Final Days at HFF

Wednesday, August 2, 2017 - 3:30pm


Maggie Dunn

            This is my last week at HFF and I could not be more thankful for the time I spent here. I learned more than I ever could have imagined and met some of the most caring and hilarious people around.

            The fieldwork I was designated broadened my knowledge and understanding of the way that water, my passion, works. I was really excited about getting to work right on the river and though my fieldwork was not exactly what I was expecting, it was thrilling and rewarding nonetheless. Even a weekly job such as turbidity would get me out of the office and on the river so that I could interact with the fishery and feel valuable even with such a small contribution. Creel hammered a map of the area into my brain and helped me become intimate with the river and all of its different fishing locations. It also allowed me to meet the people that HFF works so hard for-the anglers. Every small conversation, every smile and handshake, made me feel closer to the river and the people using it. So though Creel shifts were long and sometimes arduous, they ended up doing a lot of good for me in ways that I did not realize until the very end. In summation, I wouldn’t have gotten this kind of hands on experience for the things that I am so passionate about anywhere else.

My project concerning Gray’s Lake, Willow Creek, Clark’s Cut, Blackfoot Reservoir, and the rights of the Shoshone-Bannock Tribes went better than I could’ve hoped for. Rob was a patient teacher who guided me through the complicated world of water rights and its accompanying hydrology. I’m so thankful that I got the opportunity to work through something like that, even if it was a small project, just because of the experience it gave me in searching the water rights database and learning how to use it, becoming better versed in excel, critically thinking through the outcomes and consequences of shifting the water in the way that my report outlined, and learning how to write a sophisticated and professional report that Rob could send off to his colleagues for consultation. Those are all essential skills that I will be able to apply in many other future professional situations and that I am truly appreciative of.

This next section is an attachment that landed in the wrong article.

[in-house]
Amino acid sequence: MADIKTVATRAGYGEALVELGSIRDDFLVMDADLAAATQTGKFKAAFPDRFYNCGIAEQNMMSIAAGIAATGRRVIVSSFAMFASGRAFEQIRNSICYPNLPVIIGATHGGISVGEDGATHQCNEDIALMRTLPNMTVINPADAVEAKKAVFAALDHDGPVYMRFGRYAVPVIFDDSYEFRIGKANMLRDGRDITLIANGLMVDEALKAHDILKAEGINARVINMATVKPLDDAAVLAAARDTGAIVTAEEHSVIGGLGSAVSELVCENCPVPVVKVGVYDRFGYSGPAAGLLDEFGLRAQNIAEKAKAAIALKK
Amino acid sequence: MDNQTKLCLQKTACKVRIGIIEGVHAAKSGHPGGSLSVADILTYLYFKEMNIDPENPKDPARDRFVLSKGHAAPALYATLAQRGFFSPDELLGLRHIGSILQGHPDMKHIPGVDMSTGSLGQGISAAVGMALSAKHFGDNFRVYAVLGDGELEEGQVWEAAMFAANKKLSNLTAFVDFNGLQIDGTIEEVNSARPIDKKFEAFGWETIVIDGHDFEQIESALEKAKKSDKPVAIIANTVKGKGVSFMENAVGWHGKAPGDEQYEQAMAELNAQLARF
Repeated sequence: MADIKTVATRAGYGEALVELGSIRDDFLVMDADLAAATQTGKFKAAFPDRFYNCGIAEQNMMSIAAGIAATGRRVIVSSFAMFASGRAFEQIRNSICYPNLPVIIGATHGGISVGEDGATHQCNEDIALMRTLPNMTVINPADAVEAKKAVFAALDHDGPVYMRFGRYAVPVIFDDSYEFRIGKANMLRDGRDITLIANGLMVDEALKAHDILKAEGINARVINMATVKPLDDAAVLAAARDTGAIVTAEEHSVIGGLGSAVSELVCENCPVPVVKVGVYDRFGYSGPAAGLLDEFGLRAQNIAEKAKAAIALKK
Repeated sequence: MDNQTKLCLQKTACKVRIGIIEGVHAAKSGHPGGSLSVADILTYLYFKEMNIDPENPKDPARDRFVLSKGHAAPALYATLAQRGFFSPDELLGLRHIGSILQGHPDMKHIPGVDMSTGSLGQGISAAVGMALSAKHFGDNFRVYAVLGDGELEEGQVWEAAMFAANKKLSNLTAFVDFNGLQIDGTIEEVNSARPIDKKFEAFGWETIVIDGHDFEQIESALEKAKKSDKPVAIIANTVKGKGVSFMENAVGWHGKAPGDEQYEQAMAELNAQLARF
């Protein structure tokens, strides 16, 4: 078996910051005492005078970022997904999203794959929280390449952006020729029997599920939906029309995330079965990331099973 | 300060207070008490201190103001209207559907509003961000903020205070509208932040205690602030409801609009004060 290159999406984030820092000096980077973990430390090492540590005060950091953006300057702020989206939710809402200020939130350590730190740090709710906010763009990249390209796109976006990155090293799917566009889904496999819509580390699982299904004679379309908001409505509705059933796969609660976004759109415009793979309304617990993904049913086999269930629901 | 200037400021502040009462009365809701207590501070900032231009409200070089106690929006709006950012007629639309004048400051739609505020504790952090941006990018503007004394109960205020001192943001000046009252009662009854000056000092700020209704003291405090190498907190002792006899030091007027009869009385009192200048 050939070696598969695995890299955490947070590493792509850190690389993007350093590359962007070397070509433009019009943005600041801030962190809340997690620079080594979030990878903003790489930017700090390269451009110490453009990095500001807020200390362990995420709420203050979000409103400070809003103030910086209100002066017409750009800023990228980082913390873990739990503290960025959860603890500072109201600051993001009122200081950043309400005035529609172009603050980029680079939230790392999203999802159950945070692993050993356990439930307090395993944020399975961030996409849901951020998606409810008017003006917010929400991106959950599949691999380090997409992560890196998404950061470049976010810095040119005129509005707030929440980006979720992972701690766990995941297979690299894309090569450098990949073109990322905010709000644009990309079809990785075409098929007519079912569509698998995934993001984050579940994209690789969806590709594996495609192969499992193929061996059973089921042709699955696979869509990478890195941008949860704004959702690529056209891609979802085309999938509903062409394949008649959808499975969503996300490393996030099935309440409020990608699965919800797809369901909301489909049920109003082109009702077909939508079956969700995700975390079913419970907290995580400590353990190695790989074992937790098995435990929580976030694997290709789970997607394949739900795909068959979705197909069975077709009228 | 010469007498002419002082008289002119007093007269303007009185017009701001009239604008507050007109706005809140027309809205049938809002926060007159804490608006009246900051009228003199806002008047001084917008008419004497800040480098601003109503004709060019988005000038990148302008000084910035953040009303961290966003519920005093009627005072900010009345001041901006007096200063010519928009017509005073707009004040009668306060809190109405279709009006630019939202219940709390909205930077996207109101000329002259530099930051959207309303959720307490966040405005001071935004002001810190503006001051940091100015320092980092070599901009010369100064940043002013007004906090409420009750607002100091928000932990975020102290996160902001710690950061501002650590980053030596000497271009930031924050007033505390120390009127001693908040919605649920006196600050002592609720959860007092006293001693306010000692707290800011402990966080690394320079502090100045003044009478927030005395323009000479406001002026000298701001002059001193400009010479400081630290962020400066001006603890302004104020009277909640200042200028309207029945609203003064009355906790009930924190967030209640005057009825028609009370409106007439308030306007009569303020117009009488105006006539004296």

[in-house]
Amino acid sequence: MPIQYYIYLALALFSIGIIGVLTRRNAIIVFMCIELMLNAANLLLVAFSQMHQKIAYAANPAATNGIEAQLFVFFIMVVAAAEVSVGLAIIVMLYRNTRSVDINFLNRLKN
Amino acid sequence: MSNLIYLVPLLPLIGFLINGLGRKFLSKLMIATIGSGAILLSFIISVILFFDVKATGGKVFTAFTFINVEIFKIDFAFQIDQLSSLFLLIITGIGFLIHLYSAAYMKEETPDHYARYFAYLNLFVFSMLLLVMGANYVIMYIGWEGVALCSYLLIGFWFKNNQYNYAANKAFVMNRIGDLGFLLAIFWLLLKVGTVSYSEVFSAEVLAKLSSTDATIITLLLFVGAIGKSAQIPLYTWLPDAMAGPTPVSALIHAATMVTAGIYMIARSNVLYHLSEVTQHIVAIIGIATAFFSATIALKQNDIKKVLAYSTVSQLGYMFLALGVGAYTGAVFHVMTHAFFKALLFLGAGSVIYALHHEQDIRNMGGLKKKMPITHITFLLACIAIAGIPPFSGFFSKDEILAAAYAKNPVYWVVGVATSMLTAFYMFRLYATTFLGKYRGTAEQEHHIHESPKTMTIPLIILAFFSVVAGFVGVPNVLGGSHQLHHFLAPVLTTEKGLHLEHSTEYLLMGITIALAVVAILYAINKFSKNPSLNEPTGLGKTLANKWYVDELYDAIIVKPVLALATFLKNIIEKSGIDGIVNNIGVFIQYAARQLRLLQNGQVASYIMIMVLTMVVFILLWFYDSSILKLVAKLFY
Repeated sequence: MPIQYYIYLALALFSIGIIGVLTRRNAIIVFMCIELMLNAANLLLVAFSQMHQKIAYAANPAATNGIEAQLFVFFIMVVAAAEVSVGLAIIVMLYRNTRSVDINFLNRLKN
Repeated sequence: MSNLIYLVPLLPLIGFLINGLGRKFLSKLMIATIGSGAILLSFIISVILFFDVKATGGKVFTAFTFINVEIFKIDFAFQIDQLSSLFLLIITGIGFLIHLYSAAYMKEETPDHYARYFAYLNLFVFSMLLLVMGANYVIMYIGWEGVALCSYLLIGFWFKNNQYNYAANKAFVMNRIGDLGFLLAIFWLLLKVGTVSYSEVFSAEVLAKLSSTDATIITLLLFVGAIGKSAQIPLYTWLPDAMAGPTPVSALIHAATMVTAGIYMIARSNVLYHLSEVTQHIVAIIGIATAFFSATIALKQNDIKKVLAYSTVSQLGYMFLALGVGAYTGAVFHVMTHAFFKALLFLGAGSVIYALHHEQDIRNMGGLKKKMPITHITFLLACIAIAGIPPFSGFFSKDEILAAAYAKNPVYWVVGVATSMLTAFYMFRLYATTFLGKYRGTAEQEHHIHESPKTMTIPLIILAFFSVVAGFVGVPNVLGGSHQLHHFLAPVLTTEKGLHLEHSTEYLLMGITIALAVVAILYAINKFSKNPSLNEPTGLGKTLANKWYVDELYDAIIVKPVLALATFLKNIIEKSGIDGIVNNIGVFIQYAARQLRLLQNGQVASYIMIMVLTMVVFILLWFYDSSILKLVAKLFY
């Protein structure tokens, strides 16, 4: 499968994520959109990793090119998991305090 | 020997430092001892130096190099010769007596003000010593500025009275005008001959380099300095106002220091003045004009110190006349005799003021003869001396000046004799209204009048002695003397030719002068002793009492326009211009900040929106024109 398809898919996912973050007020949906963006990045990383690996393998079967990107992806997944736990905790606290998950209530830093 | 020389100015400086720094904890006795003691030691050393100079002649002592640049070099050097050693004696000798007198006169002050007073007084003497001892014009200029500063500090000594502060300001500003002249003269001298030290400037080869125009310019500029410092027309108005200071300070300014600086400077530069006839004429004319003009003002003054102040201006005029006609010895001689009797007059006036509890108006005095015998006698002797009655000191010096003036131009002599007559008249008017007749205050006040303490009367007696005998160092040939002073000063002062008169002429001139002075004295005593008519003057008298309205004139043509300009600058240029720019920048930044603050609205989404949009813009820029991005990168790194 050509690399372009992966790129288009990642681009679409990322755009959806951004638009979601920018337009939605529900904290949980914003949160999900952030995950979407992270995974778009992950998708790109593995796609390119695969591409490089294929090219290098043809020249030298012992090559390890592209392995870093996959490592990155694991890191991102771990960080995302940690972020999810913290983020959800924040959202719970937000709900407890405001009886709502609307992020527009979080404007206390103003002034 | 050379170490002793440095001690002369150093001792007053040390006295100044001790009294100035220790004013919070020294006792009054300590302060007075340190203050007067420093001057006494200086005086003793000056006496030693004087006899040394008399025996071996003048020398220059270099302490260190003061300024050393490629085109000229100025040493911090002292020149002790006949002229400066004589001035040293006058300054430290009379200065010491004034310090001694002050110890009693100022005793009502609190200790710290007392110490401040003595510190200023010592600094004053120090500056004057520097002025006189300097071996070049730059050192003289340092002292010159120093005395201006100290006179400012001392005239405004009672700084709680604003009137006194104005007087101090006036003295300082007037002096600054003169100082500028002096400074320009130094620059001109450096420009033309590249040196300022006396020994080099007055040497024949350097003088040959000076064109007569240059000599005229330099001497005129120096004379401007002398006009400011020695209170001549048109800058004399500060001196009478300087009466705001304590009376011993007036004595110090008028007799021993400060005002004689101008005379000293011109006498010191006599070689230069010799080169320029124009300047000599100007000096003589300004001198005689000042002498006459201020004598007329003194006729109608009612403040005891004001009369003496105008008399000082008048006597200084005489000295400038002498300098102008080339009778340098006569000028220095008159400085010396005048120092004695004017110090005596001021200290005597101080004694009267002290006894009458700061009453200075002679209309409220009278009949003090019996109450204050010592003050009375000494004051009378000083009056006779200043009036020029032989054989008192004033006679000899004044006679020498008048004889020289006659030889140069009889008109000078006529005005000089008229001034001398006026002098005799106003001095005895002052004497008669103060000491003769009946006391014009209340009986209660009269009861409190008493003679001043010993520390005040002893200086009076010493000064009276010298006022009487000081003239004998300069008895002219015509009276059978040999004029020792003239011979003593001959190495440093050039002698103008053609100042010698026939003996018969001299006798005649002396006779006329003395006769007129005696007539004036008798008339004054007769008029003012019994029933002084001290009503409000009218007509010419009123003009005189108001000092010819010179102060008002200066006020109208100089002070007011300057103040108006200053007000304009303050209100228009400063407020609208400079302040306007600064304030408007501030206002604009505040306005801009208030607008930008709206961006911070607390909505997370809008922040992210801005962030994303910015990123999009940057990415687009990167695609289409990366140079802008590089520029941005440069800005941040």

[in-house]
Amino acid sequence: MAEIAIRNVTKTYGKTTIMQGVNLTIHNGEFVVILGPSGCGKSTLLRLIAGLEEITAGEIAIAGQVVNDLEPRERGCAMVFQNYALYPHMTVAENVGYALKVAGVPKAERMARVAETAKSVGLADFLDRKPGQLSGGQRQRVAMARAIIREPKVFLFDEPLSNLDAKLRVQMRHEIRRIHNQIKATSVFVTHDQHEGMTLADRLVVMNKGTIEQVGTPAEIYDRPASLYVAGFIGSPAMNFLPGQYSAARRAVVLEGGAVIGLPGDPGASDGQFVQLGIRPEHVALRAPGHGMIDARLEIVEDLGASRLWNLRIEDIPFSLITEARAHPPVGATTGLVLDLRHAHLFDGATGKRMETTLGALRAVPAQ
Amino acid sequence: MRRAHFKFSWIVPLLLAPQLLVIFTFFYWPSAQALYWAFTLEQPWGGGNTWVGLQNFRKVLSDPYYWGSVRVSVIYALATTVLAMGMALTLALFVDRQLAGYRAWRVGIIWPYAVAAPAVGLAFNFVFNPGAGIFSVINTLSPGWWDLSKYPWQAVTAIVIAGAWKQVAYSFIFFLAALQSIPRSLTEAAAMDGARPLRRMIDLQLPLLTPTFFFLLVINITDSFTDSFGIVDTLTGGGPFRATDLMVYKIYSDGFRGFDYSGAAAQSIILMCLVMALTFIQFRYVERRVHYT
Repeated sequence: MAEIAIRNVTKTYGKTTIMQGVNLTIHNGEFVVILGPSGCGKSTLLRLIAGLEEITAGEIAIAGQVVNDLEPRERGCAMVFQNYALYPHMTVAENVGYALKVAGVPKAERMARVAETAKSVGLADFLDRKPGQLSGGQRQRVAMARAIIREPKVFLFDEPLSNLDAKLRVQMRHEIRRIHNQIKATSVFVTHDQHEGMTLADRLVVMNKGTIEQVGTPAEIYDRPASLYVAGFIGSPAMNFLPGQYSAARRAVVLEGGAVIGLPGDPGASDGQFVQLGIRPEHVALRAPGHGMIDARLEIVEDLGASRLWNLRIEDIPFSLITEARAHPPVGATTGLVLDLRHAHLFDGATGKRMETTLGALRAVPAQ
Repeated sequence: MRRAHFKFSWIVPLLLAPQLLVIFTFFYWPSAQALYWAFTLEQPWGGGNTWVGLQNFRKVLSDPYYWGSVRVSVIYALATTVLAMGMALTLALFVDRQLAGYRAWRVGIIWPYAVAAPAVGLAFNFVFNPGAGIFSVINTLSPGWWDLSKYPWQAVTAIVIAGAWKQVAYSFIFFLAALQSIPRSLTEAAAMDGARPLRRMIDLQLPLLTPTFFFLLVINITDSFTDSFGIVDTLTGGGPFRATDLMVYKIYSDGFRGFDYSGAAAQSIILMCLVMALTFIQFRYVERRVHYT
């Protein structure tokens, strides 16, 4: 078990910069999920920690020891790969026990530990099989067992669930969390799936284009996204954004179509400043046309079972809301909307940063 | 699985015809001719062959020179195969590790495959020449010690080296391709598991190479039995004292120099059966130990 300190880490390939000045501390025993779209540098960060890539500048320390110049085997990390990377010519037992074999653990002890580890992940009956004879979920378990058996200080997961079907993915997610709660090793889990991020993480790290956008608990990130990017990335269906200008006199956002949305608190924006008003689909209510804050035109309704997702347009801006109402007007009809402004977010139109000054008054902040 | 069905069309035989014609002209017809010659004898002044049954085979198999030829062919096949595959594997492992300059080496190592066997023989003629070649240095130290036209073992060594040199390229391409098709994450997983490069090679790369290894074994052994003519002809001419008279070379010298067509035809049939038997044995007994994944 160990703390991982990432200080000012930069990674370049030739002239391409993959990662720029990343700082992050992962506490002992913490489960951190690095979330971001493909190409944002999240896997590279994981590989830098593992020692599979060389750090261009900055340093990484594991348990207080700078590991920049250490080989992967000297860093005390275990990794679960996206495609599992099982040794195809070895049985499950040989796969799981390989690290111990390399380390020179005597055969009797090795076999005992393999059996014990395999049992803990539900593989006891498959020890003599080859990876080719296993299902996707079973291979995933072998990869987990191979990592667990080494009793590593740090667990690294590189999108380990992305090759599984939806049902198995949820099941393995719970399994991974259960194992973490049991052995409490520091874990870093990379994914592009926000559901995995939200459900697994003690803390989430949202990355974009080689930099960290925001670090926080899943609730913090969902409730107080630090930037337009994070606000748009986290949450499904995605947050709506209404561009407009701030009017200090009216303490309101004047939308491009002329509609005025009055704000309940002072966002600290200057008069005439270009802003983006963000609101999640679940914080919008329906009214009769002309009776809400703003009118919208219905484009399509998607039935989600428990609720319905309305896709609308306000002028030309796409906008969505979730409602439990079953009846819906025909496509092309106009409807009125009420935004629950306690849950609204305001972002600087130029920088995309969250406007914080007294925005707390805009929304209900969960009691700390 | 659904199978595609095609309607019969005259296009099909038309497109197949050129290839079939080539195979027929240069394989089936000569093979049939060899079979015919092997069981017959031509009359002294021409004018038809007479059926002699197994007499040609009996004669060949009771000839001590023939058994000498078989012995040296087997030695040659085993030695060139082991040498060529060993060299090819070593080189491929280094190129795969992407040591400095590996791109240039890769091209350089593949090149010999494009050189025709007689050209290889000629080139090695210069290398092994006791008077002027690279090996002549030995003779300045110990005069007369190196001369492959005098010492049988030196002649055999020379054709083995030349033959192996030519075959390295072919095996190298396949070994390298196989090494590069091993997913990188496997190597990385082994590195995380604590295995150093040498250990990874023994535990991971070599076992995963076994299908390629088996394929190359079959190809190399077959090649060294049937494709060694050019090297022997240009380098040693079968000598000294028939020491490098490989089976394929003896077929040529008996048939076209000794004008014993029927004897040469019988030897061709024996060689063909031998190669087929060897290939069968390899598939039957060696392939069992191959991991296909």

This internship wouldn’t have been what it was if it weren’t for some truly amazing people. First and foremost, Melissa is a fantastic, considerate, and thoughtful teacher who clearly explained everything to me and helped me expand both my knowledge of the subject of water and my passion and understanding for the issues surrounding it. She is also an amazing friend who was always there to talk and hang out exactly when I needed it most. This experience wouldn’t have been the same without her and I will be forever grateful for her continued and unwavering friendship. My mentor Rob was patient and all knowing and also expanded my knowledge and appreciation of this field. He introduced me to subjects I had never even thought about much less considered as a job path and now I have the experience to help me make future decisions regarding this field. Had he not been so kind and easy to talk to, I would’ve had a much harder time successfully completing my project and learning as much as I did. Jamie also had the great skill of making me feel not just listened to, but heard and accepted, and anytime I needed anything, I knew I could go to her because she is not only organized but also compassionate and wants the best for everyone.


        Overall, I had a fantastic time here and I couldn’t have asked for a better way to spend my summer, or better people to spend time with. Thank you to everyone who made this summer possible.